By: Mark Glennon*
The Food and Drug Administration last week published results from the first batch of COVID-19 antibody diagnostics to have their accuracy independently evaluated by federal laboratories. They looked at the 12 blood tests it already authorized for emergency use.
Tests made by Abbott Laboratories and Roche scored particularly well and are highly likely to give accurate results, according to the evaluation. As summarized by FierceBiotech, “Abbott’s test “showed a sensitivity of 100%, specificity of 99.6%, and positive and negative predictive values of 92.9% and 100%, respectively.” Roche’s test “showed 100% sensitivity and 99.8% specificity across multiple antibody types, with a positive predictive value of 96.5% and a negative predictive value of 100% at 5% prevalence.”
Antibody tests, also called serology tests, are important because they indicate how much of the population had coronavirus, though they probably never knew, and are therefore likely to be immune for some period of time. A surprisingly large prevalence of antibodies would indicate that the effective fatality is smaller than thought.
Though some other states had already been using antibody testing to inform policy, Governor JB Pritzker on April 24 announced that Illinois would not be running antibody tests and he has released no results from tests done so far. We criticized that in our April 27 article.
Why isn’t that being reported more broadly? Why isn’t that being discussed in Illinois’ daily briefings on the virus?
Legitimate concerns about antibody tests stem from some low-quality tests on the market with high rates of inaccuracy, leading to the danger of individuals unwisely relying on positive results to think they are immune. Additionally, it’s not completely certain whether, or for how long, antibodies provide immunity.
However, those concerns never were pertinent to the research and policy value of antibody testing. Researchers can correct for known error levels, according to those we cited in our earlier article. Results of the testing in some other states have shown a surprisingly large portion of the population with antibodies.
Surprisingly large prevalence of antibodies in turn has a huge effect on projections by making the number of likely future infections smaller, shifting the policy balance in favor of loosened restrictions.
The high accuracy rate of Abbott Labs’ test should come as no surprise. It has been claiming 99% accuracy since early April. Abbott is not the kind of company that would take the liability and reputational risk of such a claim if it did not have solid evidence. The FDA now confirmed that it does.
In short, Illinois never did have a good excuse for not collecting and publishing antibody data. Now it has none. On April 24 Pritzker said, “As soon as [antibody tests] prove themselves accurate and reliable, I will make it a priority to get them into our communities as widely as we can.” The press should hold him to that and asking about those Elgin and Roseland results, but don’t hold your breath.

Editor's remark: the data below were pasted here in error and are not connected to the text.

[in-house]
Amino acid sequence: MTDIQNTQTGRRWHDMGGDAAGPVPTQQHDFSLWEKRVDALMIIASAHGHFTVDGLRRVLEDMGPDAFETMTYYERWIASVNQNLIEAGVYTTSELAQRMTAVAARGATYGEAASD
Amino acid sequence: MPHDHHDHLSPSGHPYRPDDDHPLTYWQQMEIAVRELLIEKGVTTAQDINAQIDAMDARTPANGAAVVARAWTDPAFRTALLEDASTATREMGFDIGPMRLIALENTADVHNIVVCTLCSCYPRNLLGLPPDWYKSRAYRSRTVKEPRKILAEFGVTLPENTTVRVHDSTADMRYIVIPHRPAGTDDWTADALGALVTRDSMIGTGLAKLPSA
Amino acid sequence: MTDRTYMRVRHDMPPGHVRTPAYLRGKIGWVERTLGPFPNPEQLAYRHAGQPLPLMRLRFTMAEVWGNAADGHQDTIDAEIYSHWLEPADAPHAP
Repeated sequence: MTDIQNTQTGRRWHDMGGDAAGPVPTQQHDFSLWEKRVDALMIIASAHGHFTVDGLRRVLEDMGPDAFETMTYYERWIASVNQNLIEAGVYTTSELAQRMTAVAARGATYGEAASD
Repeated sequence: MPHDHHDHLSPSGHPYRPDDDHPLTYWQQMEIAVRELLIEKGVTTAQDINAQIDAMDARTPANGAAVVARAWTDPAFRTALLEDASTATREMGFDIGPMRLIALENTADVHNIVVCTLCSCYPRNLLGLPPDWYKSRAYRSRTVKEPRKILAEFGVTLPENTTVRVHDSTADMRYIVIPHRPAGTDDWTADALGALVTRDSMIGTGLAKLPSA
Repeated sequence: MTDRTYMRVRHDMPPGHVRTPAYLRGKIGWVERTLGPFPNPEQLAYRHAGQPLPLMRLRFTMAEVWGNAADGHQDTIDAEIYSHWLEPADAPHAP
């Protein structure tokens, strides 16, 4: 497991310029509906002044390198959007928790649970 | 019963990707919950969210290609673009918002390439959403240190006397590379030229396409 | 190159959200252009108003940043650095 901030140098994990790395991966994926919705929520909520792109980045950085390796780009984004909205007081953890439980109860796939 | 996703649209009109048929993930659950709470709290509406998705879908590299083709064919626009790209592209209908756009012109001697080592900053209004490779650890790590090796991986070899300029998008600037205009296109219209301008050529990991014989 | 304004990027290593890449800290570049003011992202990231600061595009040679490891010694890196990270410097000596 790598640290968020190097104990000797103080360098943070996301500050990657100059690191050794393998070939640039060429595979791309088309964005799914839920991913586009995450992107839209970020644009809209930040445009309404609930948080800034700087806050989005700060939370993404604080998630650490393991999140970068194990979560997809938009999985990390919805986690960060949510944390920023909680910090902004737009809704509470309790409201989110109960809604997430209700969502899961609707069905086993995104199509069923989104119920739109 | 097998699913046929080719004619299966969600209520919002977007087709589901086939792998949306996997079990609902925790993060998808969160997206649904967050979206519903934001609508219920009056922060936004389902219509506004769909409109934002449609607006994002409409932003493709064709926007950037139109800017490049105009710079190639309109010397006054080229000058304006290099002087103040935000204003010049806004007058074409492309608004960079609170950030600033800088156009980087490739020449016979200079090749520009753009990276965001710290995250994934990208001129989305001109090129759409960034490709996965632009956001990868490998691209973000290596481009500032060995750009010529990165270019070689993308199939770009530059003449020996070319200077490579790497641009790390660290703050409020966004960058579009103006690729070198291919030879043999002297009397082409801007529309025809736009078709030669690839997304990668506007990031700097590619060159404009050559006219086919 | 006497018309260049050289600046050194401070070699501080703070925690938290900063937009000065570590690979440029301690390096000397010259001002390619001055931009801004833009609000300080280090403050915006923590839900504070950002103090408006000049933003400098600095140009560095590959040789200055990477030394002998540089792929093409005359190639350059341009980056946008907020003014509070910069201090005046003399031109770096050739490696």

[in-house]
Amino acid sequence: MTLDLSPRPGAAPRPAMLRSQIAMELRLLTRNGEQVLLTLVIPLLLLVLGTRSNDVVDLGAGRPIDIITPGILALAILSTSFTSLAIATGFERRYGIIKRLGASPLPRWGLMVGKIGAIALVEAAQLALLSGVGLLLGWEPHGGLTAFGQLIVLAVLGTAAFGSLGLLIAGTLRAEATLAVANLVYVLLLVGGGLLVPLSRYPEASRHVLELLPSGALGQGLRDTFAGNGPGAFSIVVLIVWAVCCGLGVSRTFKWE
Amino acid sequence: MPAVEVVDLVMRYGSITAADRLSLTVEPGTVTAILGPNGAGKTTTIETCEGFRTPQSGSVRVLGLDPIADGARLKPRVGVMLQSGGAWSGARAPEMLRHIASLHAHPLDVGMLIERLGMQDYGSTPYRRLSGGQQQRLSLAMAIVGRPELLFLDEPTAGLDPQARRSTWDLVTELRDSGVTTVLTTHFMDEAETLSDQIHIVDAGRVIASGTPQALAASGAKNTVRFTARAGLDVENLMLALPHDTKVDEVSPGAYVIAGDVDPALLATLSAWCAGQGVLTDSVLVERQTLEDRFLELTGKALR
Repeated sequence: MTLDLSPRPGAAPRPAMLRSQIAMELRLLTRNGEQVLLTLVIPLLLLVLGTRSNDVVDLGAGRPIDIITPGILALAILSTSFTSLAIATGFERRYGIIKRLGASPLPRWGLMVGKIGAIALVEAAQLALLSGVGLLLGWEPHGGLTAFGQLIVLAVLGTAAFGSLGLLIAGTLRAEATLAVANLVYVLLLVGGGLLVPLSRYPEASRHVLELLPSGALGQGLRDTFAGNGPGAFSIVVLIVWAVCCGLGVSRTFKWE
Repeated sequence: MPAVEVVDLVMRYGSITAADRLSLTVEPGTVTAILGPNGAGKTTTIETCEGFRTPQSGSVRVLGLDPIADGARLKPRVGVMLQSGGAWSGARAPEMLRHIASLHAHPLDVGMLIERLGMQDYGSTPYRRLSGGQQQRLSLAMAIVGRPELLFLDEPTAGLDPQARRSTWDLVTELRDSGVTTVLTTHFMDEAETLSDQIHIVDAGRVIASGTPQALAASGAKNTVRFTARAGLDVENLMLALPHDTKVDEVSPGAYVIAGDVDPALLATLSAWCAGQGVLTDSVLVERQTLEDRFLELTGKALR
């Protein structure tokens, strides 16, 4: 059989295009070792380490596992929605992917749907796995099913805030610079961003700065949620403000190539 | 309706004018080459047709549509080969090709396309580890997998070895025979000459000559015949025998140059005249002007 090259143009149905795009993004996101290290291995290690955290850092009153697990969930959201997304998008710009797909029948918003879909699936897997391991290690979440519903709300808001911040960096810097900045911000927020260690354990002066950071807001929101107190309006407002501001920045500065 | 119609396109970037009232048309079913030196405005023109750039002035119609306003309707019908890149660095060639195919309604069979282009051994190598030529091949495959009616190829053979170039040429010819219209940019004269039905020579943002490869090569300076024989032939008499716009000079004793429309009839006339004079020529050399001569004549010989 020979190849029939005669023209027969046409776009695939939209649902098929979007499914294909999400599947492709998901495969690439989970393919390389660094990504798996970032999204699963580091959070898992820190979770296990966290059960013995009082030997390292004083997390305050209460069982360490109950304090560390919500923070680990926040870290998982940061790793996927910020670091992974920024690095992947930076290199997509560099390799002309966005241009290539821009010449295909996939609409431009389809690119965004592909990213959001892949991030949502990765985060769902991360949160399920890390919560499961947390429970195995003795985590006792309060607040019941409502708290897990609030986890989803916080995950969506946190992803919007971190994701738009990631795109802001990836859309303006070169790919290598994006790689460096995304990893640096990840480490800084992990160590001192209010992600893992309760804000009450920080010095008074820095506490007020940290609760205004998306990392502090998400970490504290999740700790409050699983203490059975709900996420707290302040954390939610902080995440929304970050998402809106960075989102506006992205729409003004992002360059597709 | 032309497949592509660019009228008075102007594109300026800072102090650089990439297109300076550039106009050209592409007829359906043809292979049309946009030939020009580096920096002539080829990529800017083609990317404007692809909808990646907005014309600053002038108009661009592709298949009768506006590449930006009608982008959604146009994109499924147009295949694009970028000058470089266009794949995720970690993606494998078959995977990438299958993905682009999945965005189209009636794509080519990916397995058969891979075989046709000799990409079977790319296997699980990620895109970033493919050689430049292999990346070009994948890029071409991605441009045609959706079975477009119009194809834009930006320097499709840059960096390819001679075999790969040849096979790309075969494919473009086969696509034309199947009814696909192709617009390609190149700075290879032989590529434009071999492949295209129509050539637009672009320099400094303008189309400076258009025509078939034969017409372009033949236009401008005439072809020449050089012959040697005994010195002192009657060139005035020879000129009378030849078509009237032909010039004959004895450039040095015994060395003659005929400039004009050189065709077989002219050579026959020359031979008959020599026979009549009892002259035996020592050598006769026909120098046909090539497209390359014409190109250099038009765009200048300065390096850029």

That note takes us to a different topic: Will Pritzker, the press and Dr. Ngozi Ezike (Illinois’s director of public health) please get their story straight about unimportant but seemingly alarming “new case” numbers released daily?
Pritzker last week finally started saying what we’ve long said, which is that daily new case numbers mean little. That’s because, as Pritzker said, new cases are “really a function of how many tests we do.” Testing has exploded, now reaching as much as 17,000 per day in Illinois. More tests mean more reported cases.
But what’s the first thing Dr. Ezike announces every day? New case numbers. Her department’s daily press releases are headlined like this one from May 6: Public Health Officials Announce 2,270 New Cases of Coronavirus Disease.
The press parrots that misleadingly scary message back with similar headlines every day. Google “new cases Illinois” and see four yourself. On May 4 NBC Chicago ran a story about Pritzker explaining why new case numbers don’t matter much. But what was their headline a few hours later? “Illinois Reports 2,341 New Coronavirus Cases, Lifting State Total to 63,840.” Do they read their own articles?
We repeat our standard warning that none of this is meant to imply that the Wuhan virus isn’t dangerous. It is. But we think that threat is confined almost entirely to identifiable, at-risk groups in particularly areas and that a better balance must be struck against the economic catastrophe being inflicted by the shutdowns. We agree with the Wall Street Journal’s Friday editorial:
The tradeoff isn’t between lives and livelihoods. The policy goal has to be to protect both as much as possible. Deploy more personal protective equipment, greatly increase testing, build surge capability to handle flare-ups, and isolate society’s most vulnerable to keep hospitals from getting overwhelmed. But for heaven’s sake reopen the economy so we don’t consign millions to years of poverty.
UPDATE: This article has been updated to delete reference to a Chicago Tribune report on antibody testing at Greater Elgin Family Care Center. Our reference incorrectly said they found a 60% positive testing rate for antibodies, which in fact was the rate for the test for the infection itself.
*Mark Glennon is founder of Wirepoints.